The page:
So Joy recently took her to Disney World, where they stayed in the resort where animals roam right outside your window. An actual giraffe lit up our daughter’s eyes, just like in that commercial. And when they got back, and I picked them up at the airport, I asked “Did you miss me?” and she cocked her head, considering the question and said “…Sorta.”

Moral: It’s hard to compete with a giraffe.

That look to me

October 1, 2016

About six years ago I started this blog and I suppose the blogaversary compels me to reflect about blogging. And one thing I think is that the whole thing is way too big. 347 posts about musicals – sheesh! If you’re someone with an interest in how musicals are created, my unique take on things, etc. – you might come here and go “347 posts! When am I going to have time for this?” It’s as if someone expecting to be tossed a thin magazine had the O.E.D. hurled at them instead.

I’m not sure what to do about that. Posting less often has a certain appeal. At this point in my life as a writer of musicals and as a parent, this blog has been relegated to the back-burner. It’s getting harder to find the time to do it. But even if I posted every other week, before long it’ll be 350 posts and that’s still daunting to a new reader.

Galumphing hand and hand with this thought is the notion that I may be close to saying all I have to say about musical theatre writing. I find myself referring people to posts from five or six years ago; there’s that sense of “What’s left to say?” And I don’t want to repeat myself, but find I do: Musicals need to tell stories effectively, ideally engaging the audience’s minds in a way that makes them wonder what happened next. Craft is particularly important in lyric writing, and I take false rhymes as an indication that the creators don’t understand craft. Music is hardest to write about, because I know readers have different levels of understanding; repeating the overly familiar tropes of sixty years of pop-rock is a lazy way of composing. All elements need to be in concert with the narrative drive, which is why language and harmonies that clearly don’t belong in the time and setting of the show is so jarring.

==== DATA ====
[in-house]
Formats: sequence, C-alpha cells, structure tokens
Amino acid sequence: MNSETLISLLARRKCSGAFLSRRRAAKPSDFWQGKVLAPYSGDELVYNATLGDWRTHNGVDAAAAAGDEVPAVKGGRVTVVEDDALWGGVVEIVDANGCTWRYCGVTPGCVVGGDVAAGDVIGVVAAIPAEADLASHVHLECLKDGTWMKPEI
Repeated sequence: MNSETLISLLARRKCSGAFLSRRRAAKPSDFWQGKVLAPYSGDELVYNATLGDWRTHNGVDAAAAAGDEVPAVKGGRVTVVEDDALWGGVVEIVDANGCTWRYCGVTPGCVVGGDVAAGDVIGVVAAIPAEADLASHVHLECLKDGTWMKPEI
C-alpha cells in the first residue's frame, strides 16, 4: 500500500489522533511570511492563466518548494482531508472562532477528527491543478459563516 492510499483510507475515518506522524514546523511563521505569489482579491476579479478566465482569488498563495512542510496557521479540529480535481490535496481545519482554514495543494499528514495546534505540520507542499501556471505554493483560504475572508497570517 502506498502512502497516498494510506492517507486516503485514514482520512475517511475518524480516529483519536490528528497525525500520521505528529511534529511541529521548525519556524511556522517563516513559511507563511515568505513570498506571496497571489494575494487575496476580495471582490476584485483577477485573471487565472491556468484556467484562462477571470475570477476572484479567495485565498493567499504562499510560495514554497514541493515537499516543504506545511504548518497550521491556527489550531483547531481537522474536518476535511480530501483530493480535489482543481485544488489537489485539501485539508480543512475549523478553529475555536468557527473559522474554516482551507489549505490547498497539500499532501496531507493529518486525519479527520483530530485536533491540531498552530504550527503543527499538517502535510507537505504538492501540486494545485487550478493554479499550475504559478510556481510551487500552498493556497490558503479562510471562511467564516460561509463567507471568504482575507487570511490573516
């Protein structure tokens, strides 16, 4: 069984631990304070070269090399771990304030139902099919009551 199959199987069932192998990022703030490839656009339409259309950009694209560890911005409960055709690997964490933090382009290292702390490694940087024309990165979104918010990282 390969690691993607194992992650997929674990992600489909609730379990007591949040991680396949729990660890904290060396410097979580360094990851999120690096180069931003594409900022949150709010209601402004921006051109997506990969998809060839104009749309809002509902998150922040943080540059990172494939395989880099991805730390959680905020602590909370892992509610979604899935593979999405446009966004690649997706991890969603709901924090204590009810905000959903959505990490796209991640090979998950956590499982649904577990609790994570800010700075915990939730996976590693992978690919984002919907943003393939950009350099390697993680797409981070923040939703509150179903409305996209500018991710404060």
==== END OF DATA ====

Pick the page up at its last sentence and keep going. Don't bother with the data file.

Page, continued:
Providing examples is always a problem. Quite often, I dislike musicals that other people love. So, if I devote a post to the many ways Evita is an awful and boring show, somebody’s going to react “No, it isn’t! I thought it was great!” and then discount all the examples I’ve given. I was just trying to illustrate a point. There’s this strange delusion I’ve encountered again and again: no matter how terrible the show, there’s somebody out there maintaining it’s wonderful. Ken Mandelbaum’s famous book about flops is called Not Since Carrie because, in a way, Ken is saying Carrie is the worst of them all. Just this week I met somebody who told me it’s a great musical. If we can’t agree on what’s awful, how can we discuss a cautionary model of ineptitude?

And then there’s the thorny thicket of using my own shows as examples. Few of you have seen any of them. And whatever video or audio I have always strikes me as a woefully inadequate representation. In writing about my own shows, I don’t want to pin laurels on myself like some guy I just saw in a debate. But the hope is that my experience getting 18 shows on the boards may yield some helpful tidbits. And I just reread that sentence and thought: Where else can you find a blog by a guy who’s written as many shows?

So, here am I writing this instead of writing more of the musical that’s consumed me since 2014. I like to hope that there’s something good about me setting down thoughts about my struggles with it while they’re happening. But it’s a little like opting to live in a fishbowl. It’s harder to do a thing when you know you’re being observed doing the thing. Sometimes I fear I’ve set out so many “don’t do this” prohibitions here that I’m hindered from writing. Fearing making a mistake is not a good place to be. So, my blogging about what not to do is an unpleasant bedfellow with my spewing out more and more of this musical.

And I use the word “spew” because it’s half of my favorite description of the writing process. The first step is spewing, because all kinds of music is pouring out of you and, ideally, you don’t hamper yourself by saying “Oh, this is terrible” or “I shouldn’t do it this way.” The later step is editing: taking a cold, hard, critical eye toward your creation, and then fixing it, and throwing out the bad stuff. When I regard the storyboard with two dozen songs before me, I try not to think that’s way too many songs and the piece will be way too long. It’s just spew, now.

Here’s something I said to a young friend yesterday: “I see the care you take, the energy you put in to getting everything right. Well, it’s paid off. So now’s the time to relax, take a deep breath, look at what you’ve accomplished and pat yourself on the back. Spend a moment of two acknowledging that you’ve done great work, restoring yourself before you go on to the next.”

It’s a common paradox: I wish I could take my own advice. I wish I could celebrate the six years of blogging, appreciate that there are some really helpful essays in there. (God knows how you’d find them, though. The tagging business befuddles me.) I usually remember to throw in a few jokes. Click on a picture and you’ll probably hear a song. And they said blogging was going out of fashion six years ago. And here I (still) am.